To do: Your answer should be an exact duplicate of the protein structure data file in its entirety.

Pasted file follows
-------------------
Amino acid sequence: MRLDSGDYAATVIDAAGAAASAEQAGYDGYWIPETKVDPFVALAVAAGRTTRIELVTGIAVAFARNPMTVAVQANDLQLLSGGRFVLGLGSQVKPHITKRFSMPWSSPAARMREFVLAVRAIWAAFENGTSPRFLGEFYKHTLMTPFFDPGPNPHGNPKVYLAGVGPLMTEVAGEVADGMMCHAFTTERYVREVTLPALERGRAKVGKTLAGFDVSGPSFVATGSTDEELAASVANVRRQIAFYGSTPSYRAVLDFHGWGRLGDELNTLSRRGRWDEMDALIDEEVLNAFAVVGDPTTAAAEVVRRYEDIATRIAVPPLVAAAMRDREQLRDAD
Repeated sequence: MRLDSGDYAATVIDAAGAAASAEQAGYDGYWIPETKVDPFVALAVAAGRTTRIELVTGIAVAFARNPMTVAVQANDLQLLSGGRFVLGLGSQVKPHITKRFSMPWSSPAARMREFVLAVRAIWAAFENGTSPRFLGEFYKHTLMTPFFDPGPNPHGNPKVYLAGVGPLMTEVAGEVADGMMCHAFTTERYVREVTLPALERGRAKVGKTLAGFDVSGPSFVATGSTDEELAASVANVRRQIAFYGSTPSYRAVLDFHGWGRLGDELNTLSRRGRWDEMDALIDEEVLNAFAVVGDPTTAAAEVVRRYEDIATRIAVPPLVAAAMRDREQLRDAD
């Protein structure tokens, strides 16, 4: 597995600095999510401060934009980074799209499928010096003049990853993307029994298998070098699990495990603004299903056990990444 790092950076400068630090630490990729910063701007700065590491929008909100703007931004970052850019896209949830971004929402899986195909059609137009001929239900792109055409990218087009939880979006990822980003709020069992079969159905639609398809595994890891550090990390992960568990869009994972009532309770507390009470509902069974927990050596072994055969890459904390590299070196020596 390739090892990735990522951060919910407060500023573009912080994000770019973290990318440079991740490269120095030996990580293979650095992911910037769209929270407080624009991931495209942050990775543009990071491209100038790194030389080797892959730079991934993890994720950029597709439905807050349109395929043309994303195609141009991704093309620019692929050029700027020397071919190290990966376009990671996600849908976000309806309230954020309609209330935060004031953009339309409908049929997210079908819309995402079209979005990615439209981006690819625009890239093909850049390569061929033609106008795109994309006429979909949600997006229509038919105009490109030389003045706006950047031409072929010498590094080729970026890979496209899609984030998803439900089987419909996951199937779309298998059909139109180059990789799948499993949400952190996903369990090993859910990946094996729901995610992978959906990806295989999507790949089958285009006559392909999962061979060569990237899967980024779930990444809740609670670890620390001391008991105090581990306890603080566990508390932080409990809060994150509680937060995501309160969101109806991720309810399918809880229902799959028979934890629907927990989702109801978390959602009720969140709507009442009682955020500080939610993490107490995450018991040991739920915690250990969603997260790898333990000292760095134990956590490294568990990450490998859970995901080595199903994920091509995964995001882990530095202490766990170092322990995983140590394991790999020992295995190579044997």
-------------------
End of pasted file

Amino acid sequence: MRLDSGDYAATVIDAAGAAASAEQAGYDGYWIPETKVDPFVALAVAAGRTTRIELVTGIAVAFARNPMTVAVQANDLQLLSGGRFVLGLGSQVKPHITKRFSMPWSSPAARMREFVLAVRAIWAAFENGTSPRFLGEFYKHTLMTPFFDPGPNPHGNPKVYLAGVGPLMTEVAGEVADGMMCHAFTTERYVREVTLPALERGRAKVGKTLAGFDVSGPSFVATGSTDEELAASVANVRRQIAFYGSTPSYRAVLDFHGWGRLGDELNTLSRRGRWDEMDALIDEEVLNAFAVVGDPTTAAAEVVRRYEDIATRIAVPPLVAAAMRDREQLRDAD
Repeated sequence: MRLDSGDYAATVIDAAGAAASAEQAGYDGYWIPETKVDPFVALAVAAGRTTRIELVTGIAVAFARNPMTVAVQANDLQLLSGGRFVLGLGSQVKPHITKRFSMPWSSPAARMREFVLAVRAIWAAFENGTSPRFLGEFYKHTLMTPFFDPGPNPHGNPKVYLAGVGPLMTEVAGEVADGMMCHAFTTERYVREVTLPALERGRAKVGKTLAGFDVSGPSFVATGSTDEELAASVANVRRQIAFYGSTPSYRAVLDFHGWGRLGDELNTLSRRGRWDEMDALIDEEVLNAFAVVGDPTTAAAEVVRRYEDIATRIAVPPLVAAAMRDREQLRDAD
């Protein structure tokens, strides 16, 4: 597995600095999510401060934009980074799209499928010096003049990853993307029994298998070098699990495990603004299903056990990444 790092950076400068630090630490990729910063701007700065590491929008909100703007931004970052850019896209949830971004929402899986195909059609137009001929239900792109055409990218087009939880979006990822980003709020069992079969159905639609398809595994890891550090990390992960568990869009994972009532309770507390009470509902069974927990050596072994055969890459904390590299070196020596 390739090892990735990522951060919910407060500023573009912080994000770019973290990318440079991740490269120095030996990580293979650095992911910037769209929270407080624009991931495209942050990775543009990071491209100038790194030389080797892959730079991934993890994720950029597709439905807050349109395929043309994303195609141009991704093309620019692929050029700027020397071919190290990966376009990671996600849908976000309806309230954020309609209330935060004031953009339309409908049929997210079908819309995402079209979005990615439209981006690819625009890239093909850049390569061929033609106008795109994309006429979909949600997006229509038919105009490109030389003045706006950047031409072929010498590094080729970026890979496209899609984030998803439900089987419909996951199937779309298998059909139109180059990789799948499993949400952190996903369990090993859910990946094996729901995610992978959906990806295989999507790949089958285009006559392909999962061979060569990237899967980024779930990444809740609670670890620390001391008991105090581990306890603080566990508390932080409990809060994150509680937060995501309160969101109806991720309810399918809880229902799959028979934890629907927990989702109801978390959602009720969140709507009442009682955020500080939610993490107490995450018991040991739920915690250990969603997260790898333990000292760095134990956590490294568990990450490998859970995901080595199903994920091509995964995001882990530095202490766990170092322990995983140590394991790999020992295995190579044997």